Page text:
UNESCO director general Koïchiro Matsuura opened the first extraordinary session of the Intergovernmental Committee for the Protection and Promotion of the Diversity of Cultural Expressions on June 24, 2008, at UNESCO headquarters. Executive Board chairman Olabiyi Babalola Joseph Yaï attended the opening ceremony.
In his address, Mr. Matsuura outlined the “considerable interest” and expectations the international community had placed in the 2005 convention, as witnessed by its “sustained” pace of ratification, now at 84 states parties. He stressed the importance of coming up with directives to enable “the Convention to deliver on all of its promises.”
The extraordinary meeting sought to examine five substantive documents, four of which concerned operational directives to be submitted in finalized form to the Committee’s second ordinary session next December.
The first document concerns measures to promote and protect cultural expressions and international cooperation in situations where cultural expressions are under severe threat. The second document explores partnerships, and the third the role and participation of civil society, the importance of which is expressly noted in the Convention. The fourth document examines the International Fund for Cultural Diversity. The UNESCO press release notes that the latter document is an interim report on party contributions, priorities, and use of Fund resources. Mr. Matsuura stated that for 2007–2008, contributions to the Fund from Andorra, Brazil, Finland, France, Monaco, Québec, and Saint Lucia amounted to approximately $440,000 with more than a million dollars pledged from Cameroon, Canada, China, Germany, India, Italy, Jamaica, Mexico, South Africa, Spain, and Uruguay. The press release concludes by noting that the Committee also sought to examine an interim report on the selection of experts and terms of reference for preferential treatment reports.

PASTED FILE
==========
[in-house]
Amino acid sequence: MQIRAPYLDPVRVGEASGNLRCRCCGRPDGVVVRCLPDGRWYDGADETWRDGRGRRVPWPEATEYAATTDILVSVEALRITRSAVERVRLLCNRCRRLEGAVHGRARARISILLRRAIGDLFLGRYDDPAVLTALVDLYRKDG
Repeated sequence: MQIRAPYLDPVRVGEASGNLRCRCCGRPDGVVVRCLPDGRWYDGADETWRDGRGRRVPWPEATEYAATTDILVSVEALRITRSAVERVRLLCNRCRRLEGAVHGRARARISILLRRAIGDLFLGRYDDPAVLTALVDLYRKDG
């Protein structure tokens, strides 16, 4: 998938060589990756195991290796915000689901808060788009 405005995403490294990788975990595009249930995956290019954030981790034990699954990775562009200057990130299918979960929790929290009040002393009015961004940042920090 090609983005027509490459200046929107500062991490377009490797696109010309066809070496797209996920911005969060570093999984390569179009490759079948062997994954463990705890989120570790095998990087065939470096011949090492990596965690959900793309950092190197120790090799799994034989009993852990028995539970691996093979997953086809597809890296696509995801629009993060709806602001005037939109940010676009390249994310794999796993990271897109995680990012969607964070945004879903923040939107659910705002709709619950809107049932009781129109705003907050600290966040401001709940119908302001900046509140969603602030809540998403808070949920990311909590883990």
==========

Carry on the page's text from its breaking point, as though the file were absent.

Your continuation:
In conclusion, the director general declared himself “convinced that all Parties to the Convention will work hard to make the principles become reality and encourage intercultural dialog to ensure wider and balanced cultural exchanges throughout the world,” as stipulated in the Convention’s first article. “This Convention is an innovative tool, which will require lots of imagination and creativity if its implementation is to bring real benefits to all. . . . You will therefore have the challenging but uplifting task of developing common understanding of these principles and providing the Convention with guidelines that all can adhere to,” he said.